What do you do when you don’t know what to do?

As you can easily surmise from my inscessant social media-ing, I love cycling 100’s of miles across Europe as part of the London to Monaco ride in the waning days of September. I love riding up the hill to the Prince’s Palace in Monaco the day before seeing all my buddies by the pools and at the parties and on the yachts durring the Show. I love the people I’ve met for the the first time (who happen to be rocking matching lycra kit at breakfast before the sun rises in some crazy 2.5 star hotel). And I love for the people I’ve ridden every mile of this magnificent ride with over the last 3 years even more every year.

But this story isn’t about all that, really. This story is about family, and cancer, and adventure, and fear, and figuring out what to do when you don’t know what to do. And most of all…love.

The photo above that was taken this summer shows my wife Caroline (rocking her amazing green jumpsuit and movie-star good looks), and her mom Georgianna. As you can see, the movie-star good looks run in the family.

But what you can’t see is that Georgianna has cancer. She’s had it for a long time, and she’s taken every type of horrible treatment, and she been to a million doctors with the hope of keeping it from spreading so she can spend more time with her family and friends in the places she loves the most.

And she was in the place she loves the most (the special house on the rocky shores of Camden, Maine where her family has gathered every summer since her parents had it built in the early 1940’s) when Caroline got a call that every daughter who’s already lost a parent to cancer, fears. Georgianna’s health had taken a very sharp turn for the worse. She was rushed to the hospital and the doctors weren’t able to pinpoint the cause of the infection or the virus that appeared to be sucking the life out of her. She was really, really sick and there was no guarantee that the antibiotics the doctors prescribed would work. In fact, when she’d showed no real signs of improvement after 3 days in the ICU, Caroline of course, wanted to drop everything to be with her.

But I was in Europe.

I’m not to proud to report that a few tears of gratitude were shed on the slopes of the Col du Grand Saint Bernard.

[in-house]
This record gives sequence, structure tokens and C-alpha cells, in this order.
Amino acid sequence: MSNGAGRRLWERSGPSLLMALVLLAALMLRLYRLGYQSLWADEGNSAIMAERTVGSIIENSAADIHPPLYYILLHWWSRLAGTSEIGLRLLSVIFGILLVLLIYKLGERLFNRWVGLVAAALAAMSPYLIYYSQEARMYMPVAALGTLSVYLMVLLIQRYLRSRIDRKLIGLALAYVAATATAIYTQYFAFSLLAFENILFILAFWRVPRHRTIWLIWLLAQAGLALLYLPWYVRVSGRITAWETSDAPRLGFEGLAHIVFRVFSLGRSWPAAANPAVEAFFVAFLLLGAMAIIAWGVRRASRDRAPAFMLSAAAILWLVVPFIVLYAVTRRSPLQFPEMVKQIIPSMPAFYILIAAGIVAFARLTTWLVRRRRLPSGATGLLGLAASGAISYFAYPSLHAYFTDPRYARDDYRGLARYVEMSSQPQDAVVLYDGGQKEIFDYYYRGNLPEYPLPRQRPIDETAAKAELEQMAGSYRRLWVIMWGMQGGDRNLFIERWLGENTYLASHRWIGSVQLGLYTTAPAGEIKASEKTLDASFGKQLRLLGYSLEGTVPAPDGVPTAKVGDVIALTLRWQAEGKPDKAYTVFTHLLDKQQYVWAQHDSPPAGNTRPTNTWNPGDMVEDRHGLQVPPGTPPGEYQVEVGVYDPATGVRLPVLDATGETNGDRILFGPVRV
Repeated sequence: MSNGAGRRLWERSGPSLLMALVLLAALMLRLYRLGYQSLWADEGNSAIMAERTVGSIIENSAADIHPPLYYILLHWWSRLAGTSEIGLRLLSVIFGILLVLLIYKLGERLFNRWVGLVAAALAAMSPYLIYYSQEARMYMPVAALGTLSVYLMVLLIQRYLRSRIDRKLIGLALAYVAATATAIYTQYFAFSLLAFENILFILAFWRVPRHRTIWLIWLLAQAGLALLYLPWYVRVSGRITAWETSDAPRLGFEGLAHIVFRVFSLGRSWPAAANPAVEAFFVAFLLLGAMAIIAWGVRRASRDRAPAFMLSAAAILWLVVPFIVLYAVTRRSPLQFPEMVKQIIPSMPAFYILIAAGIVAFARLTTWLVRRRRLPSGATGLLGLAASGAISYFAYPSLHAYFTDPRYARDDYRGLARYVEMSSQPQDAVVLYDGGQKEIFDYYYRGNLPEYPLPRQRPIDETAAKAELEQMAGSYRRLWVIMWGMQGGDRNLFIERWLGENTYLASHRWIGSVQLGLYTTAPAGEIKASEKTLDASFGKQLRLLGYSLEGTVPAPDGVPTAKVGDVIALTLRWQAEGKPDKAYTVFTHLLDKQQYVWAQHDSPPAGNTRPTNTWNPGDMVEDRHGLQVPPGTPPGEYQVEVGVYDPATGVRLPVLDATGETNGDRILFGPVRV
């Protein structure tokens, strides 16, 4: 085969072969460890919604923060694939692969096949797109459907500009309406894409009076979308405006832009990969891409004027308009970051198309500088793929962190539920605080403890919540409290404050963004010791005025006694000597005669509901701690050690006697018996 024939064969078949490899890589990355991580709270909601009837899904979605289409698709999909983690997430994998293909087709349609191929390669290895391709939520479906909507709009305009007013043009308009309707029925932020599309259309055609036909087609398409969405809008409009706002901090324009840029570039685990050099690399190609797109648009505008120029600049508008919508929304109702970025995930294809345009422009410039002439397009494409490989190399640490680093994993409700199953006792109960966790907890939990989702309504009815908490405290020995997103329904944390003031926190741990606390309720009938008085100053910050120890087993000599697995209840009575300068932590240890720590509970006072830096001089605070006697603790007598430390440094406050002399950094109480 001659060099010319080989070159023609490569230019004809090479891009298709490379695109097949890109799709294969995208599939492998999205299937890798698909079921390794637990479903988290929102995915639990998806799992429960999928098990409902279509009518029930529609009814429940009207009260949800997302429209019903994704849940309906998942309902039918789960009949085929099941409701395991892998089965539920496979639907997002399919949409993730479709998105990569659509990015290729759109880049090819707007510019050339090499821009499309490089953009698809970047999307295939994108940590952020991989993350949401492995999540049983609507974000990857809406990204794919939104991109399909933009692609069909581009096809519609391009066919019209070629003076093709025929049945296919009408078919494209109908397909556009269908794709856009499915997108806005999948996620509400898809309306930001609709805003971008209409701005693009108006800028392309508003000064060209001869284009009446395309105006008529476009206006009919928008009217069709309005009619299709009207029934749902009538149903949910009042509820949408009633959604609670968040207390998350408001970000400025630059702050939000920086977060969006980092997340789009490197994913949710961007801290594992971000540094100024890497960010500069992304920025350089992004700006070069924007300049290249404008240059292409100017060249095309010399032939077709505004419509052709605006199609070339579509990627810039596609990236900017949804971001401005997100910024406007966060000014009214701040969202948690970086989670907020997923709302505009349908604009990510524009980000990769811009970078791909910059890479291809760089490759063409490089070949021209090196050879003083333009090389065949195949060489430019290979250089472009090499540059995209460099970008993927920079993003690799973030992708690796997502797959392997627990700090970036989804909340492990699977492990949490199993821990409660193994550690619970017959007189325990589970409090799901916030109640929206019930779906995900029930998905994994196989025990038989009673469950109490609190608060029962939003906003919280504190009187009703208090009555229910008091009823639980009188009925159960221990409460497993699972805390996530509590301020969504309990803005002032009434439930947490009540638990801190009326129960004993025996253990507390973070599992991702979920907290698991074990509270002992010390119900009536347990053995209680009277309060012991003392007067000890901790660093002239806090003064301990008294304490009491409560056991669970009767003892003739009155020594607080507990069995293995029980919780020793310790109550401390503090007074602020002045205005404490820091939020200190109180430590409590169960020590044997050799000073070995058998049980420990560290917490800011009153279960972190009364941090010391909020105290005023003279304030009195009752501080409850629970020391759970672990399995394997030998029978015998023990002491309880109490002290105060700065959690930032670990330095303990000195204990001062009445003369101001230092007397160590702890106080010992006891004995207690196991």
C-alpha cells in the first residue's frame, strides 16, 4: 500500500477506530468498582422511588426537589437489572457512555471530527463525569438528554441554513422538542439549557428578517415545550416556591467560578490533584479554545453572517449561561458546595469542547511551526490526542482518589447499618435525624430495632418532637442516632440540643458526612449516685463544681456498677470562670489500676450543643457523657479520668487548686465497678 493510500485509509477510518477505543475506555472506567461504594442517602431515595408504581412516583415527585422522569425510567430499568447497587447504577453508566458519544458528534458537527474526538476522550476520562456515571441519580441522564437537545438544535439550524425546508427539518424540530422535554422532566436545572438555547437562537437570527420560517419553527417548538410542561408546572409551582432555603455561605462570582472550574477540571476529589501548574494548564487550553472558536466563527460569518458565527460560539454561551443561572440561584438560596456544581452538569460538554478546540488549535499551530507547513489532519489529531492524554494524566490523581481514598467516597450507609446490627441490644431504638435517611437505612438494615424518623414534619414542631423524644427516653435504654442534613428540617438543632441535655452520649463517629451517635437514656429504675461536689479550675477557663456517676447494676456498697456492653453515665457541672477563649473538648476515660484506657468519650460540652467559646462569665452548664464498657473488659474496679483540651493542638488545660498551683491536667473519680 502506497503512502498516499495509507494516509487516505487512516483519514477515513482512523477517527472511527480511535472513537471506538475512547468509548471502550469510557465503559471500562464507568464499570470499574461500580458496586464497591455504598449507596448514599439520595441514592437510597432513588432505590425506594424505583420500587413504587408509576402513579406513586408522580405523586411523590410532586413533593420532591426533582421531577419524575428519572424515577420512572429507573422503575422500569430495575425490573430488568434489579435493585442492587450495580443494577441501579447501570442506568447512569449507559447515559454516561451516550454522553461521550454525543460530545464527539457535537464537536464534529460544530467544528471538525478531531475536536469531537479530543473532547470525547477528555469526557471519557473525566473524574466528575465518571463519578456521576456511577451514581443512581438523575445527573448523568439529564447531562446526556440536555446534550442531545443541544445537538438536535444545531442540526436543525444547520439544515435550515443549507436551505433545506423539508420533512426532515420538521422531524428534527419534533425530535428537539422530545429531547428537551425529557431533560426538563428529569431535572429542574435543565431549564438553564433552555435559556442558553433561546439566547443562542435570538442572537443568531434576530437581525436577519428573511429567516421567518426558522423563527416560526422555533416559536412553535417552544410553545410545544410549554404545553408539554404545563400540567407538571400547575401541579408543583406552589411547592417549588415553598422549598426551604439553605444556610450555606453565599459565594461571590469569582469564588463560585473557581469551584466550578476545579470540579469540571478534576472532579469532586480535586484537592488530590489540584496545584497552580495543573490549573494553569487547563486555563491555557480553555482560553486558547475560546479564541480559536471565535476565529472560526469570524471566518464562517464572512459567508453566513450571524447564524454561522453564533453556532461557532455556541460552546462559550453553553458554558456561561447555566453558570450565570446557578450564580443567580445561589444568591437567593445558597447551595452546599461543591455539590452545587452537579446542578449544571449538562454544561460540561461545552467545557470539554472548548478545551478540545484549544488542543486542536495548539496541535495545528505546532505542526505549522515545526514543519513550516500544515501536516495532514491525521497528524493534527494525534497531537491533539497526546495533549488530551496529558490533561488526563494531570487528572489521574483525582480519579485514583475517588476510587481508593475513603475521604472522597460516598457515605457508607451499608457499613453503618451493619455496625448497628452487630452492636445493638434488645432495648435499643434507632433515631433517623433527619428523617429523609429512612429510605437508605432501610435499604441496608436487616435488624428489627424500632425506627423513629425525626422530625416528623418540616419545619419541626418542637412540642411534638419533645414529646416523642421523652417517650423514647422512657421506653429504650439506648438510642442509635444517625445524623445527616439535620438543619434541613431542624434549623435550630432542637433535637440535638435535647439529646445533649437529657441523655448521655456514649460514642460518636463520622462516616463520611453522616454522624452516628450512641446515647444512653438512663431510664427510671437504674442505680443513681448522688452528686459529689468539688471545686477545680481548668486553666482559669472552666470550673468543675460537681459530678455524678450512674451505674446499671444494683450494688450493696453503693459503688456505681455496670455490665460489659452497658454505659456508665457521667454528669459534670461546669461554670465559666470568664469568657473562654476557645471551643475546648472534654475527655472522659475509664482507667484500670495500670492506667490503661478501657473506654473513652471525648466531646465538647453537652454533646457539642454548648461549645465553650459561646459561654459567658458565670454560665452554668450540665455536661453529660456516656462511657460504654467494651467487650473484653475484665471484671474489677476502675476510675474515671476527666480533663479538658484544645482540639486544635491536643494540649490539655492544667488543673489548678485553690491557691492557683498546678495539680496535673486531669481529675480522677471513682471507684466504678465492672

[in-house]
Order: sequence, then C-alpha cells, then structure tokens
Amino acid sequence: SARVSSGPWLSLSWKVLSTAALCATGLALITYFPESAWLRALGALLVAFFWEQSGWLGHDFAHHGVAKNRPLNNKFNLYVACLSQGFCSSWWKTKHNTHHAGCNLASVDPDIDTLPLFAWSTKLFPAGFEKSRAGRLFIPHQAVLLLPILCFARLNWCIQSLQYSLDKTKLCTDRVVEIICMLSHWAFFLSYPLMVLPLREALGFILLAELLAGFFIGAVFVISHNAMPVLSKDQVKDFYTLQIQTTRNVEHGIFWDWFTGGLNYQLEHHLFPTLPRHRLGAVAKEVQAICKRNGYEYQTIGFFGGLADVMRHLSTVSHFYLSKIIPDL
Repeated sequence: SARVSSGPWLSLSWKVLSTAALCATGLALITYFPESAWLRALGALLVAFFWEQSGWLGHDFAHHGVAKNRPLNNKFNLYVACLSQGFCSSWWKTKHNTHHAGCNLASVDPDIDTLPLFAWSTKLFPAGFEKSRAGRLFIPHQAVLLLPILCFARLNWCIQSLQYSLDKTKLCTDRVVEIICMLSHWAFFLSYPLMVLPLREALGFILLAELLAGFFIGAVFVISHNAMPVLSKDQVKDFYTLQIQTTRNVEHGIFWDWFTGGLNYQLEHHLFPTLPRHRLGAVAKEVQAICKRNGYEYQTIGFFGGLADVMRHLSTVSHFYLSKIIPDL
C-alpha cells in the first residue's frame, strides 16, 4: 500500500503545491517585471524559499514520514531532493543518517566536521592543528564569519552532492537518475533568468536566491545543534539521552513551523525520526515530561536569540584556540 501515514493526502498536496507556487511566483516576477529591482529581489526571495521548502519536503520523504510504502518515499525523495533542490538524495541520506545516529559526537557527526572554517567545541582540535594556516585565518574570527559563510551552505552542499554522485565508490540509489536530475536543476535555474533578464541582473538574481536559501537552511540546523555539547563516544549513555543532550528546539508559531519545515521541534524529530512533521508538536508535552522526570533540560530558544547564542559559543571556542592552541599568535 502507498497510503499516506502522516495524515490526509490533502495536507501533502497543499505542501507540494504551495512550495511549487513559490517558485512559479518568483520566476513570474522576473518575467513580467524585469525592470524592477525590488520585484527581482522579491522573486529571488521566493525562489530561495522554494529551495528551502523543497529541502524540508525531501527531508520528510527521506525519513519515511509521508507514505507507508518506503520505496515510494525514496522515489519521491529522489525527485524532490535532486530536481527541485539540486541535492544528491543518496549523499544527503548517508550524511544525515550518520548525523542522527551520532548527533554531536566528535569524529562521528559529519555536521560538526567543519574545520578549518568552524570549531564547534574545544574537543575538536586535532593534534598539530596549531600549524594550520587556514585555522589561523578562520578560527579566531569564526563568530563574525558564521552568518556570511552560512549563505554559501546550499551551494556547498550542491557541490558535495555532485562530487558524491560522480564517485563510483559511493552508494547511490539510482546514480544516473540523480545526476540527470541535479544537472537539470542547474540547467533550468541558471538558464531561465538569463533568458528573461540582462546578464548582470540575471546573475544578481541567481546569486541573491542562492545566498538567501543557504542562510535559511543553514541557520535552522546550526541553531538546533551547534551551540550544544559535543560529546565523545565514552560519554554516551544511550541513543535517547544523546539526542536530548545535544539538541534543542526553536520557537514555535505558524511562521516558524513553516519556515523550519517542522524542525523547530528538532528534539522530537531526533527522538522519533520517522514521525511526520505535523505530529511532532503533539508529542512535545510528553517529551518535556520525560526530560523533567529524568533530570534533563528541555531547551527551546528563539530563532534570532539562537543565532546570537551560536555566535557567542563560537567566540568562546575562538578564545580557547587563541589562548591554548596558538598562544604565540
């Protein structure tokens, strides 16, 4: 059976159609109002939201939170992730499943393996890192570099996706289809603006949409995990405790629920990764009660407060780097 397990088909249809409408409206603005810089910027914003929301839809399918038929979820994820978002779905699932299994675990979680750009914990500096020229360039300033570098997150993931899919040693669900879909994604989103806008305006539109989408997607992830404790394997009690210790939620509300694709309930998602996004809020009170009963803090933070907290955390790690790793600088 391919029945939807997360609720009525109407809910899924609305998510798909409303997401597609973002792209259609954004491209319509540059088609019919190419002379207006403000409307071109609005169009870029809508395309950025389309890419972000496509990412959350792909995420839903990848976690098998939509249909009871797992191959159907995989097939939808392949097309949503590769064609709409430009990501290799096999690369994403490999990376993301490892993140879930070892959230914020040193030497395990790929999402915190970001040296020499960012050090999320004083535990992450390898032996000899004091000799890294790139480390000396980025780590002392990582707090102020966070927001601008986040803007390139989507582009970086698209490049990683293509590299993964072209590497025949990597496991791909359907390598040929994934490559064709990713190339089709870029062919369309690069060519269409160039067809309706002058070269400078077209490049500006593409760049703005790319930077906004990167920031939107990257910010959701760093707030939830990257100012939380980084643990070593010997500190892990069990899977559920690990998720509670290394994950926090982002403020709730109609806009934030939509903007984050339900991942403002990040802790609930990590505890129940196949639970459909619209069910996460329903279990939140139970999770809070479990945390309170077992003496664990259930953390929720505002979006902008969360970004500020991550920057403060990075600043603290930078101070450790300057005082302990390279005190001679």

And she couldn’t drop everything to be with Georgianna because, the Camden house is a 3.5 hour drive from where we live, and there was no one to be with Sam…because I was on a 7-day-long jaunt across Europe followed by days of chillin’ by the pools, and at the parties, and on the world’s most opulent superyachts in Monaco.

Georgianna was very, very sick. Caroline was scared and hurting. And I was powerless to help. In fact, it was worse than powerless because I was unable to help simply because I was on day two of my writing assignment that brought me to London to Monaco’s glorious gambol across Europe followed by days of chillin’ by the pools, and at the parties, and on the world’s most opulent superyachts in Monaco…

I’m not sure what country I was in on day three of the ride when it became obvious that I was in the wrong country. I needed to go home. I needed to be with my family so Caroline could be with her Mom. I needed to take action to do whatever I could to help ease the pain of the people I love most.

The one way airline ticket, leaving the next day from our next destination city (the earliest I could get), cost $2,176. I would have paid $10,000 if I’d had too. And I’m sure you’d have done the same thing. But, because of the time difference, and my need to ride that day’s leg (so I could get to the closest  international airport the next day), I couldn’t talk to Caroline to tell her I was coming home until that night. In the meantime, I told the organizer of the ride that I was leaving, then I simply I checked out mentally untill I finally connected with Caroline via the hotel wifi somewhere in Switzerland.

And then, she told me not to come.

Don’t come..stay there…do your job…the antibiotics have finally worked.

Wait, what?

“Really?” I said. “I’m still coming home.”

“You don’t have to. She’s ok, for now,” she said.

I simply didn’t know what to do. All I know is that I wanted to do the right thing what ever the cost. Caroline wanted to do the right thing. We all want to do the right thing.

What’s the right thing in that situation?

What would you do?

You know what we did? We talked. Caroline vented. Georgiana (who happens to be a fluent French speaker and “grande francophile”), laughed the raspy laugh that comes to those who have been to the edge and said when I asked to talk to her…”Now Bill, it would be a shame for you to come home from your grand adventure now. I’m ok! It took a while, but the antibiotics killed whatever it was that caused everything to shut down so dramatically.”

So, you know what I did?

I’m spite of not getting a wink of sleep, I somehow shifted gears in my mind long enough to spend the hour on the phone to cancel the $2,176 plane ticket, and then appear at breakfast at 6am instead of getting into a $500 cab to the airport at 3:30 am!

Then my friends hugged me and said how happy they were I was still there.

Then we all rode 25 miles straight up the Col du Grand Saint Bernard that separates Switzerland from Italy (and that Napoleon marched through with his invading troops). And then, just like I cried with gratitude last year during our epic climb up Mt Ventoux, I was climbing an iconic climb, and crying with gratitude again.

And this year, we still had another 100 miles to ride into Italy once we got to the top.

Stay tuned. There’s more to come.

And please, do yourself a favor and give the people you love a hug.

That’s always the right thing to do.

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